Jeremy Christian's Psychological Proposal for Adam and Eve's Uniqueness

So you think humanity transformed from consuming resources in equilibrium with the ecology, like animals do, to consuming resources recklessly, unlike animals?

Not just resource consumption. A complete alteration to how humans operate. From egalitarian to class stratification and patriarchy. From peaceful to warring. Docile to aggressive. Living in harmony with the natural world to inflicting our will upon it.

It’s always been the assumption that these changes came with the advent of civilization and the alternate lifestyle it provided. When in actuality, the behavior changes came first. Civilization, it would seem, is the product of these, and not the other way around.

Like the Native Americans of the Plains. They didn’t live the civilization lifestyle, yet manifested all the same traits.

So you think humans changed from being unlike animals actually are (as opposed to how you think they are) to being like animals actually are.

Which begs the question of how and when humans became unlike animals in the first place - if they ever did.

The obvious question, then, is: what behaviour changes? There don’t seem to be any. The behaviours you are describing in post-change humans are all found in animals too.

This table shows a contrast between extreme forms of patrist (fallen) and matrist (unfallen) cultures…


http://www.orgonelab.org/saharasia_en.htm

You didn’t answer the question.

I’m sorry. Wasn’t this your question?

I answered with this table of behavior characteristics.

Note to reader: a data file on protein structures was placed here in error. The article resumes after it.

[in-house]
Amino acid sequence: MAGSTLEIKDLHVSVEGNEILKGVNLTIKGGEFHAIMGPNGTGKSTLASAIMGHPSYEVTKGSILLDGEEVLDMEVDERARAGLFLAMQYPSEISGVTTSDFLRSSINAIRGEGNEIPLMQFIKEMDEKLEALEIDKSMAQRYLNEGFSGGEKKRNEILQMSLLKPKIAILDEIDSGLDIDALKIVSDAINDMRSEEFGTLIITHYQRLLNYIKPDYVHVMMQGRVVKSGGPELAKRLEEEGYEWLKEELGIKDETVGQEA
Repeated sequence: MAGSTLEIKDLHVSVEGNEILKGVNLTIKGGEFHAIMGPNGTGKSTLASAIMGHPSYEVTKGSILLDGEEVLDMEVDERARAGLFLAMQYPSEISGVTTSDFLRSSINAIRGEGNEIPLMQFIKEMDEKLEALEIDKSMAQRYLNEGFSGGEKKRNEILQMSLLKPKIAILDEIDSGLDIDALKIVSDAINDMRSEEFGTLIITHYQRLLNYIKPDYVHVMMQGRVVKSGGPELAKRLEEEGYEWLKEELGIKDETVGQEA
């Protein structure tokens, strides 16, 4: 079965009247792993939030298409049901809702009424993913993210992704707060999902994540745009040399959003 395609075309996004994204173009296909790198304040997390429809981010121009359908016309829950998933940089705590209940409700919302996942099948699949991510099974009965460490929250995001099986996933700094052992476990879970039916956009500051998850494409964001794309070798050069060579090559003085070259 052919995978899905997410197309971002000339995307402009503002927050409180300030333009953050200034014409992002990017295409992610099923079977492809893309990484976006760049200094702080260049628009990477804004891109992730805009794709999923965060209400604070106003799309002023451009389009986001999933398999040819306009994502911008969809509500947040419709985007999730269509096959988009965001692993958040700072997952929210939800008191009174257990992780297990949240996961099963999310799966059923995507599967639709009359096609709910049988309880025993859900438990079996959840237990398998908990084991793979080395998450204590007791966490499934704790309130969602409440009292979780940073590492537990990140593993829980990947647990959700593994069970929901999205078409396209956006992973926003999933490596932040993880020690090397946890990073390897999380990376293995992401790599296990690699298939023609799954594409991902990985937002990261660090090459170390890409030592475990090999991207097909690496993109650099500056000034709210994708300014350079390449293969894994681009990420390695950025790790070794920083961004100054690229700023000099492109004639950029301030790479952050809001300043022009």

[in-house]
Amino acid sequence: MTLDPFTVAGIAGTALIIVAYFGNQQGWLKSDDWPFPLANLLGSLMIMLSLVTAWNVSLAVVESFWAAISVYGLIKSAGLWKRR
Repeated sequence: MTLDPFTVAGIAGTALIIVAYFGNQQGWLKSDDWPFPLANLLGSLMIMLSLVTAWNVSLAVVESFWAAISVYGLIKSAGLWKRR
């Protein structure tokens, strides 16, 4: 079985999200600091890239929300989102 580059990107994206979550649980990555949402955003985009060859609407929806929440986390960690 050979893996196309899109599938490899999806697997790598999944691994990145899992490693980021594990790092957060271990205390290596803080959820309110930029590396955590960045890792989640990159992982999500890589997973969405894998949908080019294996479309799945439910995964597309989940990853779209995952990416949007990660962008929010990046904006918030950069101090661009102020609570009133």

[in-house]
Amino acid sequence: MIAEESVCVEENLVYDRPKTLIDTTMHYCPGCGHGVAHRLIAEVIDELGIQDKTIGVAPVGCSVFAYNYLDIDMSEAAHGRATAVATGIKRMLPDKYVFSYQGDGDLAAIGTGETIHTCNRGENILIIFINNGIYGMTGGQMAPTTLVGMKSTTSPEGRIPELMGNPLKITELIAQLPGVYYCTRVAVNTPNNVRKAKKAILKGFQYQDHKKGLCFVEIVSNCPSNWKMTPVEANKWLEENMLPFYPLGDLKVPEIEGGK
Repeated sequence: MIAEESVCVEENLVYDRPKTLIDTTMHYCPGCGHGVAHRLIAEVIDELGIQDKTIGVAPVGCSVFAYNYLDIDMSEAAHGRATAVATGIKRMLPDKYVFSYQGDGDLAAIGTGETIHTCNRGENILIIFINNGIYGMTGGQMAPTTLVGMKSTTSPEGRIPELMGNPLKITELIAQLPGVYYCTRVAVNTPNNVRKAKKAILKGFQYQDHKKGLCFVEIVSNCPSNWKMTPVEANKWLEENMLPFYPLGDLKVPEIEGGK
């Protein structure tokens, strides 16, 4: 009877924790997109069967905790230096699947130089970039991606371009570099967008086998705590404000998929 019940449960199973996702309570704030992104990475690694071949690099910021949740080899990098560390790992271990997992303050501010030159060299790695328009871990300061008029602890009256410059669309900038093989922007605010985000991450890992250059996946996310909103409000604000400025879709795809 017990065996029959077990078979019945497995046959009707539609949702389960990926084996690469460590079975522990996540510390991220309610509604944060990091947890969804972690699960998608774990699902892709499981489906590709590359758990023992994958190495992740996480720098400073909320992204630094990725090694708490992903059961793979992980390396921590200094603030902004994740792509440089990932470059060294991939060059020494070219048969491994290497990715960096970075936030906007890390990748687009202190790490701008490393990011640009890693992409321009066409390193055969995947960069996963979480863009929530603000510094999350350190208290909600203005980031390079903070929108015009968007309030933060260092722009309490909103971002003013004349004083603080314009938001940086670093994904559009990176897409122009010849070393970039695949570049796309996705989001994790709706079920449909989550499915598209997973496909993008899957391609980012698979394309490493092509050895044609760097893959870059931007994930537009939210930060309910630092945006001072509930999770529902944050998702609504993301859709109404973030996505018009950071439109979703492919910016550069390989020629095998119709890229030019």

I get what you’re getting at. That male dominance does exist within mammals. But it didn’t exist in unfallen humans. It’s an interesting suggestion, that human behavior evolved away from that of the animal kingdom, then quickly returned. But what I’m focusing on is the original topic.

This, I’m proposing, is what distinguished them. Not genetically different. Psychologically different.

But this is something to consider. These behaviors weren’t given. They weren’t added where they didn’t exist before. They were awakened. Coaxed out from within. A return to a more primal behavioral pattern? It’s interesting to consider.

To be clear, and I’m not sure I have been to this point, I’m talking about the emergence of the ego. The intensification of the human sense of “I” or individuality.

Like in this observation of the Pueblo Native Americans of New Mexico in the 1920’s …

“What struck Lawrence most was how massively different the Indians’ state of being was from that of Europeans. As he wrote, 'The Indian way of consciousness is different from and fatal to our way of consciousness … The two ways, the two streams are never to be united. They are not even to be reconciled.” And one major reason for this difference, he sensed, was that the Indians don’t experience the state of separateness to the cosmos which we do. Whereas we are ‘separated off,’ they live in a state of 'oneness with all life … an ancient tribal unison in which the individual is hardly separated out."

These characteristics that I’m pointing out, the ‘patrism’ characteristics, are the result of this. Evidence of this. An intensification of the ego, the sense of “I”.

This is, more specifically, the psychological change I’m speaking of.